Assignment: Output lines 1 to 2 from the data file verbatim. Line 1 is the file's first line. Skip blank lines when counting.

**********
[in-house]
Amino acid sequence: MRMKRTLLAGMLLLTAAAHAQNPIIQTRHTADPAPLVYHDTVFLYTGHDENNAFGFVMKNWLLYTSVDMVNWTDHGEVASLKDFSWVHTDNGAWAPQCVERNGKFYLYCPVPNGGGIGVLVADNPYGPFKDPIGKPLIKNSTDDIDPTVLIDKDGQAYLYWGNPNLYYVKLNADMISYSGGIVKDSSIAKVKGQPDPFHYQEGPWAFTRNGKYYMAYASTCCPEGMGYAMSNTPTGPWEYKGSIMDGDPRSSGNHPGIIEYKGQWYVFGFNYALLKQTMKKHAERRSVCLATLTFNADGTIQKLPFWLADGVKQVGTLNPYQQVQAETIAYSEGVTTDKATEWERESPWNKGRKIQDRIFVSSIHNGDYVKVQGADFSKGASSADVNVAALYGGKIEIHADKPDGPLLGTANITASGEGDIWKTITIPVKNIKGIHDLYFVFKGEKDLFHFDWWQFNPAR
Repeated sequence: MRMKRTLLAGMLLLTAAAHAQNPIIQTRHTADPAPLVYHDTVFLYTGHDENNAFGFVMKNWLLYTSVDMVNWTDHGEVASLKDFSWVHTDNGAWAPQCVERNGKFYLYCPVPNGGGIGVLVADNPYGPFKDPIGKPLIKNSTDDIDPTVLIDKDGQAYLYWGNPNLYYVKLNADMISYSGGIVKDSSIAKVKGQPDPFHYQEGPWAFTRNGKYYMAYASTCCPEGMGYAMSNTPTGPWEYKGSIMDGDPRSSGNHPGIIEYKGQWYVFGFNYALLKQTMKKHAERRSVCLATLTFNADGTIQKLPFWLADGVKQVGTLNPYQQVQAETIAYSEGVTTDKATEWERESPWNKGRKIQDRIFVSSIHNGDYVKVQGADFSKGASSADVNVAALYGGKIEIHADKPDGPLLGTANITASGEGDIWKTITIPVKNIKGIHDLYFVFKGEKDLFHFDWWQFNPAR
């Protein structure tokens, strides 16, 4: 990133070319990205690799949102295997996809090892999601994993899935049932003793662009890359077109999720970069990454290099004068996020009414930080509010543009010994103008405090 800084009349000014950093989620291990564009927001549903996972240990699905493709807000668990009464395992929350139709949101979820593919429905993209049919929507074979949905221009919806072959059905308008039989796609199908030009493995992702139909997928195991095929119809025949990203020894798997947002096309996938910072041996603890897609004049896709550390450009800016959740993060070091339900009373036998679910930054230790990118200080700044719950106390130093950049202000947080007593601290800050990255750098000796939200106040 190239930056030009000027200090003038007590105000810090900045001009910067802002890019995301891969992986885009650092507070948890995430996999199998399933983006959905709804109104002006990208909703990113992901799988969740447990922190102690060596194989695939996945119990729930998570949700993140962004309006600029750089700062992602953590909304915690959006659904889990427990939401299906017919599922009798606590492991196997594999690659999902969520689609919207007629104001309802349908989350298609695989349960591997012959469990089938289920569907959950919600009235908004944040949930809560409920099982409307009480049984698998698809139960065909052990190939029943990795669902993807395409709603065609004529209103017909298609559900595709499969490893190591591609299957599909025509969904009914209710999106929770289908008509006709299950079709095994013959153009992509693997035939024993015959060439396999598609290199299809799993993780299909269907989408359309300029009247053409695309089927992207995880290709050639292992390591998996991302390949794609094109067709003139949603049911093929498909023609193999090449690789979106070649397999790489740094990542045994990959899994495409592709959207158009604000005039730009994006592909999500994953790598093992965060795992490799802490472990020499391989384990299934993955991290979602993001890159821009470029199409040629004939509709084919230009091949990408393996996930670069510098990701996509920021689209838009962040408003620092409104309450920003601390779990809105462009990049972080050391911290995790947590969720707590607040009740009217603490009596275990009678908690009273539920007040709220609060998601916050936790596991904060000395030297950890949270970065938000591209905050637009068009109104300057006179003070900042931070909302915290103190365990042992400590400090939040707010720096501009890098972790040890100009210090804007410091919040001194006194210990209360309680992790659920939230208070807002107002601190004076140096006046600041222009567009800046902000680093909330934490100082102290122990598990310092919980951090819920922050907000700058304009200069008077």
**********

[in-house]
Amino acid sequence: MRMKRTLLAGMLLLTAAAHAQNPIIQTRHTADPAPLVYHDTVFLYTGHDENNAFGFVMKNWLLYTSVDMVNWTDHGEVASLKDFSWVHTDNGAWAPQCVERNGKFYLYCPVPNGGGIGVLVADNPYGPFKDPIGKPLIKNSTDDIDPTVLIDKDGQAYLYWGNPNLYYVKLNADMISYSGGIVKDSSIAKVKGQPDPFHYQEGPWAFTRNGKYYMAYASTCCPEGMGYAMSNTPTGPWEYKGSIMDGDPRSSGNHPGIIEYKGQWYVFGFNYALLKQTMKKHAERRSVCLATLTFNADGTIQKLPFWLADGVKQVGTLNPYQQVQAETIAYSEGVTTDKATEWERESPWNKGRKIQDRIFVSSIHNGDYVKVQGADFSKGASSADVNVAALYGGKIEIHADKPDGPLLGTANITASGEGDIWKTITIPVKNIKGIHDLYFVFKGEKDLFHFDWWQFNPAR